An honest, creative author is a gift of God to the mankind. Think of the hours and days of pleasures that we have received freely from Rabindranath, Shakespeare, Nikolai Gogol, Mark Twain, Sharatchandra, Dickens …. many others … in every language. I just wrote down the names that came to my mind this morning — in a lazy state of mind — trying to avoid looking at the Newspapers that describe the election fiasco in Gujrat, corruption in Delhi, rape in Gurgaon etc etc .  They are all very important news no doubt, but gets kind of stressful. Reading books by these authors present a much more pleasant prospect. Think of the beautiful stories we all read — the fairy tales and the rhymes …..

We thought that such writing was eternal. But there is now doubt about this longevity. A good writer finds its sustenance, its oxygen and water from good readers.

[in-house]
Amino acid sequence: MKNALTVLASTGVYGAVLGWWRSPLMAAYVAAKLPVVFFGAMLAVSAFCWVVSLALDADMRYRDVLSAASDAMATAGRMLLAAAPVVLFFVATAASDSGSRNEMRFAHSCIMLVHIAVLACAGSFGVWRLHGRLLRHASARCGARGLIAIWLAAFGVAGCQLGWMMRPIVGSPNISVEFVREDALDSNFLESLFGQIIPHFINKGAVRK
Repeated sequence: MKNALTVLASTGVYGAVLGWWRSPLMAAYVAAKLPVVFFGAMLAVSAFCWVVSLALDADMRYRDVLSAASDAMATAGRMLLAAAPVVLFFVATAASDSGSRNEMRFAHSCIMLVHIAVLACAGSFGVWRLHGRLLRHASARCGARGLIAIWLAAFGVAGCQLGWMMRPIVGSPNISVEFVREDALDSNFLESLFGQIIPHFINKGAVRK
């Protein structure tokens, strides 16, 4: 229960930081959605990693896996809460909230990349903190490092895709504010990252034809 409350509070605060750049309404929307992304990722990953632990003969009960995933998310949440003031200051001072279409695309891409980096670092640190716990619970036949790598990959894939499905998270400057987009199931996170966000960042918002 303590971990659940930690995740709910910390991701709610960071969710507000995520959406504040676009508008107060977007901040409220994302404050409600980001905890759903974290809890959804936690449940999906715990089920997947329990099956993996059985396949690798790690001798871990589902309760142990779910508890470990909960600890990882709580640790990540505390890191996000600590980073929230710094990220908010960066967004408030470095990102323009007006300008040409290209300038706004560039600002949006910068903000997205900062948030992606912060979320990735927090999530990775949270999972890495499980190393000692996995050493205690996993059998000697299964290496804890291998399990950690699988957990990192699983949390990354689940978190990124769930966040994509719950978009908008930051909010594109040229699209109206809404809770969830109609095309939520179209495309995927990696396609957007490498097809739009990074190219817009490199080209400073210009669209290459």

GOOD WRITING IS EXTREMELY HARD AND TAKES TIME. Sharatchandra made this lighthearted remark that whoever has two legs can run, but the same does not apply to writing — everybody has two hands but that does not ensure writing ! 

This thought often comes to my mind — how clever and crafty were these great authors ! There are many books written by many authors on the skill development of an author. But those books are largely useless — you hardly learn anything from them. Writing is very hard — one of the hardest job one can try. Only worthwhile thing I learned from the advise of the authors to aspiring  authors is that you need to write every day. the rest an author would need to pick up by himself or herself.  That is what make writing so damn hard.